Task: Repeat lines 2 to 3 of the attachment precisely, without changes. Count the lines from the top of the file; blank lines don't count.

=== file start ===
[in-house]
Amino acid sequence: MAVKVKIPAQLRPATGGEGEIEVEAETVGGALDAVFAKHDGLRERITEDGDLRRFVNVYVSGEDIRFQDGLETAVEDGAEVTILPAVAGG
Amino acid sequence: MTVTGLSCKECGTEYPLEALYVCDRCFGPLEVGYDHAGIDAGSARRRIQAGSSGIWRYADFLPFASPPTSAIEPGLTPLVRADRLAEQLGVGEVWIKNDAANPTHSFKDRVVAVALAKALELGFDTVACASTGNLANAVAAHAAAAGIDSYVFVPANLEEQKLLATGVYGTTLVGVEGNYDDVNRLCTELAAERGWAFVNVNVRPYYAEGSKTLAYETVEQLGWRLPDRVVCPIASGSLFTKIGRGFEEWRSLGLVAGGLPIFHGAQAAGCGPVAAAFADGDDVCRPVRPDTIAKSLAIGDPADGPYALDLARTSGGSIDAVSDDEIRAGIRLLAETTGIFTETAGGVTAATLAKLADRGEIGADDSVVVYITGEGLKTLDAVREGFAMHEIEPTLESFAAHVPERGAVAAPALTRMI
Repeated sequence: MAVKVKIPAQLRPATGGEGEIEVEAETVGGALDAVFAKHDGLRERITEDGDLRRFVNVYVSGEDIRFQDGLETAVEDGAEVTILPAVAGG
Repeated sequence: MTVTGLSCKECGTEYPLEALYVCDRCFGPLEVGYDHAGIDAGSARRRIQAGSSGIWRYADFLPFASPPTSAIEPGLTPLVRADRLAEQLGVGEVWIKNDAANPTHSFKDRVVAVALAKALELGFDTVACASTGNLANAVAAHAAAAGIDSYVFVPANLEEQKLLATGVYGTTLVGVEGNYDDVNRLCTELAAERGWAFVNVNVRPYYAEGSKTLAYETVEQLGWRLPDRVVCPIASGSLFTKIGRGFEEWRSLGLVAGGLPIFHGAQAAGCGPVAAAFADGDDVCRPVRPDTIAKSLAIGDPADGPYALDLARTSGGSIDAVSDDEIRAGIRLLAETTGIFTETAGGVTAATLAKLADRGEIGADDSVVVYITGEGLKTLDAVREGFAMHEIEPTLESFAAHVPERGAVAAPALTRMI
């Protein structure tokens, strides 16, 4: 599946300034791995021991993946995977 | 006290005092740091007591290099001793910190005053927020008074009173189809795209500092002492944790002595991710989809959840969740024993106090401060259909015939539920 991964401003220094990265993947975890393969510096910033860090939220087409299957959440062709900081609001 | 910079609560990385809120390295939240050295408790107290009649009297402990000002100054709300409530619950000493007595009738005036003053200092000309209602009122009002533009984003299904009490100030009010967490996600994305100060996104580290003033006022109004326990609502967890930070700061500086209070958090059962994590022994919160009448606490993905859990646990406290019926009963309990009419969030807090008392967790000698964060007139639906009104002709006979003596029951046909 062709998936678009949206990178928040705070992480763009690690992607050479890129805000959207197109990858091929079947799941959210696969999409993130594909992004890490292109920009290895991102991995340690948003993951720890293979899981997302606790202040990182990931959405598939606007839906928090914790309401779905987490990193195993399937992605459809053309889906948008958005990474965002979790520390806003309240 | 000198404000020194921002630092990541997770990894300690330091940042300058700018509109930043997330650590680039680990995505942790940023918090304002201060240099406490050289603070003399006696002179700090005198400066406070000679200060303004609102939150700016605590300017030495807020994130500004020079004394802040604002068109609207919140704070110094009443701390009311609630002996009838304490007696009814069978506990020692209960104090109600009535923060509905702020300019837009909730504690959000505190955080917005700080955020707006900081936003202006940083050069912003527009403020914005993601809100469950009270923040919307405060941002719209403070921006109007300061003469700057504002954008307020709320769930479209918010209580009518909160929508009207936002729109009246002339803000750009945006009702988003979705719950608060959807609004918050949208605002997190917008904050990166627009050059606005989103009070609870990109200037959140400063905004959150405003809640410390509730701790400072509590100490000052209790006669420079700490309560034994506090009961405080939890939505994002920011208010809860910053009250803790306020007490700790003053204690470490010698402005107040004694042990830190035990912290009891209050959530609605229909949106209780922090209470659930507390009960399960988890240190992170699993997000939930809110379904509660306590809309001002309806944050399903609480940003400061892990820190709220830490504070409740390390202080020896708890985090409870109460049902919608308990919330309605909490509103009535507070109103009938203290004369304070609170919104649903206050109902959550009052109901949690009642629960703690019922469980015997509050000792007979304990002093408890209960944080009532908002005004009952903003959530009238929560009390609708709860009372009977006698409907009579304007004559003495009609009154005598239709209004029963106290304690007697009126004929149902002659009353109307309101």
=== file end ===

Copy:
Amino acid sequence: MAVKVKIPAQLRPATGGEGEIEVEAETVGGALDAVFAKHDGLRERITEDGDLRRFVNVYVSGEDIRFQDGLETAVEDGAEVTILPAVAGG
Amino acid sequence: MTVTGLSCKECGTEYPLEALYVCDRCFGPLEVGYDHAGIDAGSARRRIQAGSSGIWRYADFLPFASPPTSAIEPGLTPLVRADRLAEQLGVGEVWIKNDAANPTHSFKDRVVAVALAKALELGFDTVACASTGNLANAVAAHAAAAGIDSYVFVPANLEEQKLLATGVYGTTLVGVEGNYDDVNRLCTELAAERGWAFVNVNVRPYYAEGSKTLAYETVEQLGWRLPDRVVCPIASGSLFTKIGRGFEEWRSLGLVAGGLPIFHGAQAAGCGPVAAAFADGDDVCRPVRPDTIAKSLAIGDPADGPYALDLARTSGGSIDAVSDDEIRAGIRLLAETTGIFTETAGGVTAATLAKLADRGEIGADDSVVVYITGEGLKTLDAVREGFAMHEIEPTLESFAAHVPERGAVAAPALTRMI